One thing I noticed while walking in Okutama is how deserted it looked. It really isn't, just not that many people live in the area and most were either in school or working. Also likely that many take the train from Okutama to more populated places to work. Since there is no high school all those students have to go outside of town.
It was really great to see the many older buildings, often well maintained. Interesting juxtaposition of this 1960's style street lamp in front of a definitely older building.
Nearby I found this interesting garden with a number of statues and more in it. Hot pink ume blossoms were bright above a dark pond.
While lucky god Hotei looks pretty happy under an amazing ume tree.
I noticed a number of statues were leaning a bit. Including this large stone pagoda.
The number of different statues that were placed in this small area was interesting. Especially this lovely European lady with what looked like a wooden bird at her feet. I do not know if she was suppose to represent a Japanese god.
Because right by her was an actual shrine and a carving of Buddha. Along with a stone lantern.
While it was chilly in Okutama I was in luck to see sakura blooming overhead.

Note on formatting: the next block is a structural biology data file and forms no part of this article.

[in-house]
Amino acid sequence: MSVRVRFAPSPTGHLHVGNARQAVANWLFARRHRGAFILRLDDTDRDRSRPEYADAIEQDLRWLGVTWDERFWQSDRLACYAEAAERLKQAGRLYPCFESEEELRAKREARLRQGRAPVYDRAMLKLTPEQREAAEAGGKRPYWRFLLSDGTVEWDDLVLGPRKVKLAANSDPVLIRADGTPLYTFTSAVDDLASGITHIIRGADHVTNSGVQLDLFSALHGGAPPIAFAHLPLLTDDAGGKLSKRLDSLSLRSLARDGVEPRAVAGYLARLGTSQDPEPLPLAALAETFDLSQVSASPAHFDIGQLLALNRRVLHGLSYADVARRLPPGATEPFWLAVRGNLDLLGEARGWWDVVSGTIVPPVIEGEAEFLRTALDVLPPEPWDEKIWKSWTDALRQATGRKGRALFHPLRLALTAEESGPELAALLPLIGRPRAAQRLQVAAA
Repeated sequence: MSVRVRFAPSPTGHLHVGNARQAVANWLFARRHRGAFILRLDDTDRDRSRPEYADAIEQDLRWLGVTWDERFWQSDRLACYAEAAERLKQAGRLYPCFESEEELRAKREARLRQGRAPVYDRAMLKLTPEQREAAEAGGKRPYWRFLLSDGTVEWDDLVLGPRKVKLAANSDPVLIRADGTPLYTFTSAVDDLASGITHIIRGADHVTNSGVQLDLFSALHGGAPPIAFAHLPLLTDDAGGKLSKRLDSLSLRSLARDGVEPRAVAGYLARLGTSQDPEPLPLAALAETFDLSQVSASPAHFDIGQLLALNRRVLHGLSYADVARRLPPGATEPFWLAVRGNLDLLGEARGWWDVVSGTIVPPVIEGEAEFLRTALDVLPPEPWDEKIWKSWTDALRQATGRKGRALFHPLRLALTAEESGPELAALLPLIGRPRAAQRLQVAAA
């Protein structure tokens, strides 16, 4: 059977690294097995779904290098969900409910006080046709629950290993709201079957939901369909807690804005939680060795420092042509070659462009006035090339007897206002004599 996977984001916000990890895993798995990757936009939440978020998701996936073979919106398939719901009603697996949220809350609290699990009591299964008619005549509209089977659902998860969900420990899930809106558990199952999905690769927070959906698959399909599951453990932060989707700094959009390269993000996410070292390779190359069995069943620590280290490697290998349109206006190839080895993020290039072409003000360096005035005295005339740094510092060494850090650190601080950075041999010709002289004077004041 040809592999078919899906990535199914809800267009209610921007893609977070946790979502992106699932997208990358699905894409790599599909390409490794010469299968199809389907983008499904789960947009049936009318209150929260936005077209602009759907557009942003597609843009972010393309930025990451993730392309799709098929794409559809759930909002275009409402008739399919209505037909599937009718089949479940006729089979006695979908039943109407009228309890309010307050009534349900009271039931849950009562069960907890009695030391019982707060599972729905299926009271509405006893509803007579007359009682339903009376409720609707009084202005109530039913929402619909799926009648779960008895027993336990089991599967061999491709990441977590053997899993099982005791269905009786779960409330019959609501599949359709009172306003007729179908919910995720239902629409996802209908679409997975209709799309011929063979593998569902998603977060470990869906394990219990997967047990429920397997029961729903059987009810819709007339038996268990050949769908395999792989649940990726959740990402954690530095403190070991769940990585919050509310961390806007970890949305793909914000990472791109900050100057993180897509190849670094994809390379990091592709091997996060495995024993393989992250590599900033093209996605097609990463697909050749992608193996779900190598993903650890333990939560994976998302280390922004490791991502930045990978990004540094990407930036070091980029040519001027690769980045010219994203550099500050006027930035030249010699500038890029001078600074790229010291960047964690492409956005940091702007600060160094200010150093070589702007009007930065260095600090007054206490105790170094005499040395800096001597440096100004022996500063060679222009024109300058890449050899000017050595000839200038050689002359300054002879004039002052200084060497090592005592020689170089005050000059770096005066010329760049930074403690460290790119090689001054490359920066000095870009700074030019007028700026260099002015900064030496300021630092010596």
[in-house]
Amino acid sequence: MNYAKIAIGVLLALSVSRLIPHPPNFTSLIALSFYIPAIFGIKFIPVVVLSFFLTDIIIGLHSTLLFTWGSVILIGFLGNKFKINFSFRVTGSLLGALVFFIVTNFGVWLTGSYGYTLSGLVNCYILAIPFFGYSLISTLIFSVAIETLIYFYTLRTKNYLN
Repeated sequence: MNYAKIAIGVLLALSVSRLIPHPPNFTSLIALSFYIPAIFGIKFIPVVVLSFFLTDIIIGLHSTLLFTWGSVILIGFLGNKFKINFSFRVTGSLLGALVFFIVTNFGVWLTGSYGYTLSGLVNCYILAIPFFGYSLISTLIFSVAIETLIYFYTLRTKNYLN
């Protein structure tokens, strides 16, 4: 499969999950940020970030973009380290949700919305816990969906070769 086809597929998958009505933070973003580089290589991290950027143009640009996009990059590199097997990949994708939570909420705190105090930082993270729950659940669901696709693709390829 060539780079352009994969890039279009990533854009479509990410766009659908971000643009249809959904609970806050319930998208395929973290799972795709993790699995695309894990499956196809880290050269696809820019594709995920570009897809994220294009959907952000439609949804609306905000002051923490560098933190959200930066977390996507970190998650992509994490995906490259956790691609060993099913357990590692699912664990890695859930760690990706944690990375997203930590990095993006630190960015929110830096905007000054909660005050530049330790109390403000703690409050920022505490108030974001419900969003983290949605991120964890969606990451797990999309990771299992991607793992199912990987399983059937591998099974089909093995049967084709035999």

Along with more ume blossoms peeking above a stone wall.
I did not know it at the time but this is the start of the Mukashi Michi, a well maintained set of roads that people bike and walk to shrines, Fudo Falls and other points of interest. I really hope I can return and take a walk here. I found this site that has directions and information for the trail.
I did mention there are a number of older buildings in Okutama including this one with interesting metal shutters.
Also fun to see is this green grocer next to the Oku-Hikawa Shrine. One of the few places I saw people.
One of the other main bridges in Okutama. This one is over the Tama River. You can see how close the forest is.
The lovely blue green Tama River, which is one of the major rivers in the area and beyond.
The river flows for 86 miles and was a water source for Edo (Tokyo).
More of the houses built on the slopes above the Tama River.
Another look from this bridge.
The decorative detail on this bridge is metal work of momiji or maple leaves. Possibly because Okutama is a favorite place for people to visit in Autumn when the leaves change color.
Just a few more photos from around town. Decorative tiles in the sidewalk most likely created by children in the area. This squirrel caught my attention.
Just a few flowers planted to liven things up.
One more look at the Nippara River.
And the Tama River. However I am not done here. Because I did go for a short hike. Which will be in my next Okutama post.